Shakespeare begins his play Cymbeline in the middle of a mess at the court of the title character, a king in Britain. His wife had died long ago, leaving two toddler boys and an infant girl, Imogen. Cymbeline had banished Belarius one of his most loyal noblemen, and as he fled, Belarius had convinced the children's nurse to kidnap the two boys and go with him to live in the woods, where a few scenes into the play, we see them -- now adult men -- in their cave.
At the start of the play, Imogen is a young woman, and has just eloped with a visitor to court, Leonatus Posthumus, a Roman. We quickly learn that Cymbeline's second wife was beautiful and manipulative in a very evil way. Her aptly named son Cloten (rhymes with Rotten) was a very dumb clod who could hardly speak prose and virtually never spoke the native iambic pentameter of the other characters. Cloten and his mother had had a plan: he would marry Imogen and take over the kingdom. Obviously, Imogen's love marriage thwarted that, and they were angry and vengeful. The Queen can make Cymbeline do anything: she has him banish Posthumus.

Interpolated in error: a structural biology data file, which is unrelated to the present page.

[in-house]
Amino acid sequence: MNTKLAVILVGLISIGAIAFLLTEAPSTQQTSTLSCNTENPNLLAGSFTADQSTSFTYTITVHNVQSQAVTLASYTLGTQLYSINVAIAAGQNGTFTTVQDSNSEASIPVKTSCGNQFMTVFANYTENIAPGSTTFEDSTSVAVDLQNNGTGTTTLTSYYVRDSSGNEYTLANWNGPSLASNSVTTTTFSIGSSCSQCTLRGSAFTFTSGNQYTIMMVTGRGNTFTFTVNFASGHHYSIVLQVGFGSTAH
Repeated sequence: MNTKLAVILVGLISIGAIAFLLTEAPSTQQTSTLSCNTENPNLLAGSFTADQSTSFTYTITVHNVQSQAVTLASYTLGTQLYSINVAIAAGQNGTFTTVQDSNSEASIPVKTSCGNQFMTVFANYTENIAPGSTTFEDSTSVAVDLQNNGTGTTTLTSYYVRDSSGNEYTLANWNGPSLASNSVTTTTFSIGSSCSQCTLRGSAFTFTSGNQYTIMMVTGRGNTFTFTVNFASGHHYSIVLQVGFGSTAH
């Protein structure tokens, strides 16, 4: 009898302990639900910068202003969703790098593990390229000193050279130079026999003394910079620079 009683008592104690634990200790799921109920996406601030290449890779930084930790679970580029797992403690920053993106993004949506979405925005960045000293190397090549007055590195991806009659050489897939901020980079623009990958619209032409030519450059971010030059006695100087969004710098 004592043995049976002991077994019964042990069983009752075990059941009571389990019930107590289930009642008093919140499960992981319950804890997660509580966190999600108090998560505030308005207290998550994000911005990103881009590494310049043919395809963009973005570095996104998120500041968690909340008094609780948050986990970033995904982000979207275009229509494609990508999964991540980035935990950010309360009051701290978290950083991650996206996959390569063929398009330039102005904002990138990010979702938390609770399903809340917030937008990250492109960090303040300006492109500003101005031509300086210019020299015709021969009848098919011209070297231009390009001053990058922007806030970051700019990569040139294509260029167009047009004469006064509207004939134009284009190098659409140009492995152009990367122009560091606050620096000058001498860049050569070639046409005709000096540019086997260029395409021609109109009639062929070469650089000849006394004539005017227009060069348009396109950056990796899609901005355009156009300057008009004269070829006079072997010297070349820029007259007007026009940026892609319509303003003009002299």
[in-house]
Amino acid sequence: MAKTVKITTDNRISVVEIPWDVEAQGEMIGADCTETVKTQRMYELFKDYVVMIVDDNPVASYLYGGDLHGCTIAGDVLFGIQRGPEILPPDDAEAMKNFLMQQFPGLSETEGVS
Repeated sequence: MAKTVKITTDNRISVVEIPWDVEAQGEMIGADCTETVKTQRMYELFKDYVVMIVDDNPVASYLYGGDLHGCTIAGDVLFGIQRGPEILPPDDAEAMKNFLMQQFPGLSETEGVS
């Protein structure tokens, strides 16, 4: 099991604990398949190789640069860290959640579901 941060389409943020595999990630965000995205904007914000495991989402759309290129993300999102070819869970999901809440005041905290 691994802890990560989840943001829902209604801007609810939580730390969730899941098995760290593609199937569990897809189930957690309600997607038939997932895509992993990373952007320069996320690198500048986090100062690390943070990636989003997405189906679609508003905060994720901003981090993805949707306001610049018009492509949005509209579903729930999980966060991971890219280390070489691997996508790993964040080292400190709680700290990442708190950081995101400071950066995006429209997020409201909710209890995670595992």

Next we have a tricky part of the plot. Leonatus Posthumus brags about Imogen to the wrong people, who wager that she can be led astray. One of them has himself smuggled into her bedroom in a chest, and while she sleeps he memorizes all its secrets and steals the bracelet that her husband had given her. Wronged and innocent, she is cast out of court and soon assumes the disguise of a boy.
Now we are set up for a series of wanderings in the woods and finally a long series of recognition scenes, as fathers and children and husbands and wives are reunited. But only the good ones: Cloten, on his way to rape Imogen and kill Posthumus, is beheaded by one of her unrecognized brothers, and Cymbeline's Queen dies, repenting all her evil deeds. Spirits and Roman gods appear in dreams to Posthumus, predicting justice and harmony. And the predictions come true as Cymbeline emerges as a more kingly figure, no longer just henpecked and stupified.
Why does it read so well? Shakespeare made it all work. The interactions, though improbable, are very dramatic, and the poetry is as impressive as any. Imponderable, I think.